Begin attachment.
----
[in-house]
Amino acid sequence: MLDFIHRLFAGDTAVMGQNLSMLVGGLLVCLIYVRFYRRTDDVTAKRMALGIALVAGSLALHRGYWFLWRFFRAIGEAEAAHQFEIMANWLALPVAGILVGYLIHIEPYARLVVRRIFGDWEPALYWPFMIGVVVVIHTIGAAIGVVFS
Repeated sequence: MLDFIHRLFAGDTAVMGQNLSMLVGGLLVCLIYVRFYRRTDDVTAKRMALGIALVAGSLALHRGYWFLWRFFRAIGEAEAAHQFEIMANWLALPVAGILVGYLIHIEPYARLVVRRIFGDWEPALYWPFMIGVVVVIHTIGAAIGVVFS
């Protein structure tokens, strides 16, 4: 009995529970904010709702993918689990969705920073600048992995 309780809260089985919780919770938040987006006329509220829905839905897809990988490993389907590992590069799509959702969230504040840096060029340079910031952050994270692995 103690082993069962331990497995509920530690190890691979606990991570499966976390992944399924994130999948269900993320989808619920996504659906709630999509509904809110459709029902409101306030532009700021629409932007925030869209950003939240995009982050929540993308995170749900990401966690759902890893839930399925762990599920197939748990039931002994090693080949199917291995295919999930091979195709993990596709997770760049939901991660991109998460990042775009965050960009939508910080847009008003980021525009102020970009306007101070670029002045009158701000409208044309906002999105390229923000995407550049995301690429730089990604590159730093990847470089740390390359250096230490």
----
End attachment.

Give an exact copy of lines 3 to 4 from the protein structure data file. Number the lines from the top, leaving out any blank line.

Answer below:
Repeated sequence: MLDFIHRLFAGDTAVMGQNLSMLVGGLLVCLIYVRFYRRTDDVTAKRMALGIALVAGSLALHRGYWFLWRFFRAIGEAEAAHQFEIMANWLALPVAGILVGYLIHIEPYARLVVRRIFGDWEPALYWPFMIGVVVVIHTIGAAIGVVFS
């Protein structure tokens, strides 16, 4: 009995529970904010709702993918689990969705920073600048992995 309780809260089985919780919770938040987006006329509220829905839905897809990988490993389907590992590069799509959702969230504040840096060029340079910031952050994270692995 103690082993069962331990497995509920530690190890691979606990991570499966976390992944399924994130999948269900993320989808619920996504659906709630999509509904809110459709029902409101306030532009700021629409932007925030869209950003939240995009982050929540993308995170749900990401966690759902890893839930399925762990599920197939748990039931002994090693080949199917291995295919999930091979195709993990596709997770760049939901991660991109998460990042775009965050960009939508910080847009008003980021525009102020970009306007101070670029002045009158701000409208044309906002999105390229923000995407550049995301690429730089990604590159730093990847470089740390390359250096230490």